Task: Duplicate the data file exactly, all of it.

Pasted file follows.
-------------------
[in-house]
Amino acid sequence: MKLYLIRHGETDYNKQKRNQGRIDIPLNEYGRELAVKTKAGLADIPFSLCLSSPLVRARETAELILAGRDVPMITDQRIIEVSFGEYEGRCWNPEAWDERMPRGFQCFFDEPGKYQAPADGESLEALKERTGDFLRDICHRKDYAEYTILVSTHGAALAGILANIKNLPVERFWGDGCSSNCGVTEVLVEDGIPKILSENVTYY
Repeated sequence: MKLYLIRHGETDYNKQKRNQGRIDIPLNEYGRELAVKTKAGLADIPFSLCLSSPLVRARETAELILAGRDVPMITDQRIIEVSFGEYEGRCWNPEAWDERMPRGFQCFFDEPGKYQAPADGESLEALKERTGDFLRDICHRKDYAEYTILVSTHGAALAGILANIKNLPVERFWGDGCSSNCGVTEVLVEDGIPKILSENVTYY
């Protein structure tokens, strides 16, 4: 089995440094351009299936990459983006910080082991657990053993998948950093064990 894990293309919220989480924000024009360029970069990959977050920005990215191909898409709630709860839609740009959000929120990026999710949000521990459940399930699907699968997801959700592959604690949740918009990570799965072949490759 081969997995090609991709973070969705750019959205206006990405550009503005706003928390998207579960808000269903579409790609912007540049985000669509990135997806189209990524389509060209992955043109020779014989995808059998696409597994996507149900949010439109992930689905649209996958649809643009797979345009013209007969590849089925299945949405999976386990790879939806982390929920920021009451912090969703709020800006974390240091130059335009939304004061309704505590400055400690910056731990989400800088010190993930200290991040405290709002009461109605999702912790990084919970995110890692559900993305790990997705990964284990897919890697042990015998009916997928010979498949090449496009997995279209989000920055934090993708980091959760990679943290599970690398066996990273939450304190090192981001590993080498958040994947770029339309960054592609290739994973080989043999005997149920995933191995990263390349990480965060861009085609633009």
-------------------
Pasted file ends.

[in-house]
Amino acid sequence: MKLYLIRHGETDYNKQKRNQGRIDIPLNEYGRELAVKTKAGLADIPFSLCLSSPLVRARETAELILAGRDVPMITDQRIIEVSFGEYEGRCWNPEAWDERMPRGFQCFFDEPGKYQAPADGESLEALKERTGDFLRDICHRKDYAEYTILVSTHGAALAGILANIKNLPVERFWGDGCSSNCGVTEVLVEDGIPKILSENVTYY
Repeated sequence: MKLYLIRHGETDYNKQKRNQGRIDIPLNEYGRELAVKTKAGLADIPFSLCLSSPLVRARETAELILAGRDVPMITDQRIIEVSFGEYEGRCWNPEAWDERMPRGFQCFFDEPGKYQAPADGESLEALKERTGDFLRDICHRKDYAEYTILVSTHGAALAGILANIKNLPVERFWGDGCSSNCGVTEVLVEDGIPKILSENVTYY
């Protein structure tokens, strides 16, 4: 089995440094351009299936990459983006910080082991657990053993998948950093064990 894990293309919220989480924000024009360029970069990959977050920005990215191909898409709630709860839609740009959000929120990026999710949000521990459940399930699907699968997801959700592959604690949740918009990570799965072949490759 081969997995090609991709973070969705750019959205206006990405550009503005706003928390998207579960808000269903579409790609912007540049985000669509990135997806189209990524389509060209992955043109020779014989995808059998696409597994996507149900949010439109992930689905649209996958649809643009797979345009013209007969590849089925299945949405999976386990790879939806982390929920920021009451912090969703709020800006974390240091130059335009939304004061309704505590400055400690910056731990989400800088010190993930200290991040405290709002009461109605999702912790990084919970995110890692559900993305790990997705990964284990897919890697042990015998009916997928010979498949090449496009997995279209989000920055934090993708980091959760990679943290599970690398066996990273939450304190090192981001590993080498958040994947770029339309960054592609290739994973080989043999005997149920995933191995990263390349990480965060861009085609633009």